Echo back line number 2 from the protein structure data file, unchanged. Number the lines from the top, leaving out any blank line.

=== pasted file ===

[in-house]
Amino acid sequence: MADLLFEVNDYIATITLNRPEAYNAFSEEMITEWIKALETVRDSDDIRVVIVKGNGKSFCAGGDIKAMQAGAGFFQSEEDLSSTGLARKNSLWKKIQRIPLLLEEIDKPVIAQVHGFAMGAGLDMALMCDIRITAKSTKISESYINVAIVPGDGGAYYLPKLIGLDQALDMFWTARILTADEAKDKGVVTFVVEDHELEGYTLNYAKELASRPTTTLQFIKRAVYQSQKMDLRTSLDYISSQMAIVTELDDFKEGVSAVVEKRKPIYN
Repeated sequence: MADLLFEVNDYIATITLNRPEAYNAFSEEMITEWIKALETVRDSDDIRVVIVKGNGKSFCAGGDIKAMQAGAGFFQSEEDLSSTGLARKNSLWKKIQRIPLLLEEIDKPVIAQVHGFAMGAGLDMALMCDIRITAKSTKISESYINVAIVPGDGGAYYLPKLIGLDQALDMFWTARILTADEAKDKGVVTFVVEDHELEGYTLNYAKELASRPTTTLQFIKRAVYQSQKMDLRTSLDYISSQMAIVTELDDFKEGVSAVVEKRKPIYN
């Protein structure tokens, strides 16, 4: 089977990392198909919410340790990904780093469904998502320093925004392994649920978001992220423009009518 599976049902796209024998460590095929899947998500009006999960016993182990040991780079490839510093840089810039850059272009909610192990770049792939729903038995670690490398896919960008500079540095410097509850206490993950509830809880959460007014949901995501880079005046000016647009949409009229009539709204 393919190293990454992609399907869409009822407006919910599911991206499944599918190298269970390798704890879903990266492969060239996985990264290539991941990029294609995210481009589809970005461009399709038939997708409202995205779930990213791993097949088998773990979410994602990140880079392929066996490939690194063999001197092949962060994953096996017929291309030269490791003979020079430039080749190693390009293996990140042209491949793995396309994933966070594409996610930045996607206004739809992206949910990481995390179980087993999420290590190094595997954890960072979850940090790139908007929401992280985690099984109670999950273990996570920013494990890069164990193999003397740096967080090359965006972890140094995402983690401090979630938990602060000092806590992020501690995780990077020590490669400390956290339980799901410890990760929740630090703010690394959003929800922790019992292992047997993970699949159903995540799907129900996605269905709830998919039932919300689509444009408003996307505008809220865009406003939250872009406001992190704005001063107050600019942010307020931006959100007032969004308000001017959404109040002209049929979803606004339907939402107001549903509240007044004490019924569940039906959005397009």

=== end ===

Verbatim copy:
Amino acid sequence: MADLLFEVNDYIATITLNRPEAYNAFSEEMITEWIKALETVRDSDDIRVVIVKGNGKSFCAGGDIKAMQAGAGFFQSEEDLSSTGLARKNSLWKKIQRIPLLLEEIDKPVIAQVHGFAMGAGLDMALMCDIRITAKSTKISESYINVAIVPGDGGAYYLPKLIGLDQALDMFWTARILTADEAKDKGVVTFVVEDHELEGYTLNYAKELASRPTTTLQFIKRAVYQSQKMDLRTSLDYISSQMAIVTELDDFKEGVSAVVEKRKPIYN